2 Chronicles 17:1-18:34; Romans 9:22-10:13; Psalm 20:1-9; Proverbs 20:2-3
Listening to the Other Voice
One of the benefits of our technology-enabled “information society” is that we have so many choices about where we will get information. But that doesn’t mean that all sources of information are equally valuable – usually because, despite their insistence that they are “balanced,” they are actually biased in one way or another. So it is our responsibility to provide that balance for ourselves by intentionally listening to a variety of voices – including those with which we disagree.
King Jehoshaphat of Judah perceives that the court prophets of Israel’s King Ahab are simply telling their “boss” what he wants to hear and asks if there isn’t another view which should be considered. Ahab is quick to point out that Micaiah is biased against him. And sure enough, when the “other” prophet is consulted, he prophesies not only that the battle is ill-advised, but that Ahab will do whatever he wants anyway and will suffer disastrous consequences – which is exactly what happens.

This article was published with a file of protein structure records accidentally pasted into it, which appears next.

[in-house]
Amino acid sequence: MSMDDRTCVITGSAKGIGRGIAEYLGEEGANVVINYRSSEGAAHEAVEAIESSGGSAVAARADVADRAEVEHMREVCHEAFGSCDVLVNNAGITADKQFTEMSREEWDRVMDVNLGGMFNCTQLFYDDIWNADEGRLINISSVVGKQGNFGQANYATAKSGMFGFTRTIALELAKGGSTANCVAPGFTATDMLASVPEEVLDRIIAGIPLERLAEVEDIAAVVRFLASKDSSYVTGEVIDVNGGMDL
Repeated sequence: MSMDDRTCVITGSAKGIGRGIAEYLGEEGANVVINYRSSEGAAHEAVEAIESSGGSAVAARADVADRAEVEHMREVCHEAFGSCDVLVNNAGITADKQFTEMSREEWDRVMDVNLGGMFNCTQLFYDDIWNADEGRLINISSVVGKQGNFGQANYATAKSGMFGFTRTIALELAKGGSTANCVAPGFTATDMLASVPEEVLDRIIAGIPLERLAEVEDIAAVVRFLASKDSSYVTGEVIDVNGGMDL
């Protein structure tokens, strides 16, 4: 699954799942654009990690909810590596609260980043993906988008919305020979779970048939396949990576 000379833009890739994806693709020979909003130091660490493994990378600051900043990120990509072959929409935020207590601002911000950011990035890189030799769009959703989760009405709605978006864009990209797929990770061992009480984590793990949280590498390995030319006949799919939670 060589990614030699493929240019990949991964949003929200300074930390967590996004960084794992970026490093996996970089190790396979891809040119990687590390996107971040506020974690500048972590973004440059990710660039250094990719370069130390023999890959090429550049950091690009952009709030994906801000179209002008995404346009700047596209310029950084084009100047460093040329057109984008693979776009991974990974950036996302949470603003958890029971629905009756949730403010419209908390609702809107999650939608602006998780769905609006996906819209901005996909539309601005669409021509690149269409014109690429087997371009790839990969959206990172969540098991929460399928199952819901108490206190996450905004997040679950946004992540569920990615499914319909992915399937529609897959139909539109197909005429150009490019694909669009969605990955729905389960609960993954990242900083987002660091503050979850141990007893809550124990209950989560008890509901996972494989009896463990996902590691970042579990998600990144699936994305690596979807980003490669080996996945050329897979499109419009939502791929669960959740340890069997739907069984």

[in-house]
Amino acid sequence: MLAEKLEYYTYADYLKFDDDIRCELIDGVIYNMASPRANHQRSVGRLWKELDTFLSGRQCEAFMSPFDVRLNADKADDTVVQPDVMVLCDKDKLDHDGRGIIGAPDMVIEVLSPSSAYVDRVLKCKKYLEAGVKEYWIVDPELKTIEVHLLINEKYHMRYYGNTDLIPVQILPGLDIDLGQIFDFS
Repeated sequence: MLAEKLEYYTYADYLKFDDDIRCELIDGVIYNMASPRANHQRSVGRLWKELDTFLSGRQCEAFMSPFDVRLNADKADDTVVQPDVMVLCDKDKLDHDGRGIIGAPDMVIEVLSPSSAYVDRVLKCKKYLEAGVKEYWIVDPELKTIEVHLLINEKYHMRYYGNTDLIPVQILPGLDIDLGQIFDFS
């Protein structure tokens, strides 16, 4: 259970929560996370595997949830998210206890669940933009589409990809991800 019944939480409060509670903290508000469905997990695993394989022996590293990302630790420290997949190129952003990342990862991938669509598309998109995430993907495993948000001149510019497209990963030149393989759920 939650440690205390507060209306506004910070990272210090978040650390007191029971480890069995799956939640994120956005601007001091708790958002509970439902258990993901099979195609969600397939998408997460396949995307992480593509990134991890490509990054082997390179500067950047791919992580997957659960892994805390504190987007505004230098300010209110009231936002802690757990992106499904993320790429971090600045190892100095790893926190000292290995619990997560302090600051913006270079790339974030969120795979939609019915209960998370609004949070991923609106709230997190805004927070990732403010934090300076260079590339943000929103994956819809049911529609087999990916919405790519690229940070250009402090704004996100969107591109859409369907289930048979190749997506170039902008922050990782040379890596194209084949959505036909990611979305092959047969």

But was Micaiah biased? If he had been determined to say the opposite of whatever the king’s prophets said no matter what, that would be one thing. But his attitude was, “Whatever my God says, that I will speak.”
When those around us seem to be all of one mind on a course of action, we should listen carefully for that “other voice” – it just may be the voice of the one speaking God’s truth, the voice which draws us closer to the Lord and to each other in compassion, justice, and peace.
Rev. Dr. Steve Clifton
Christ the King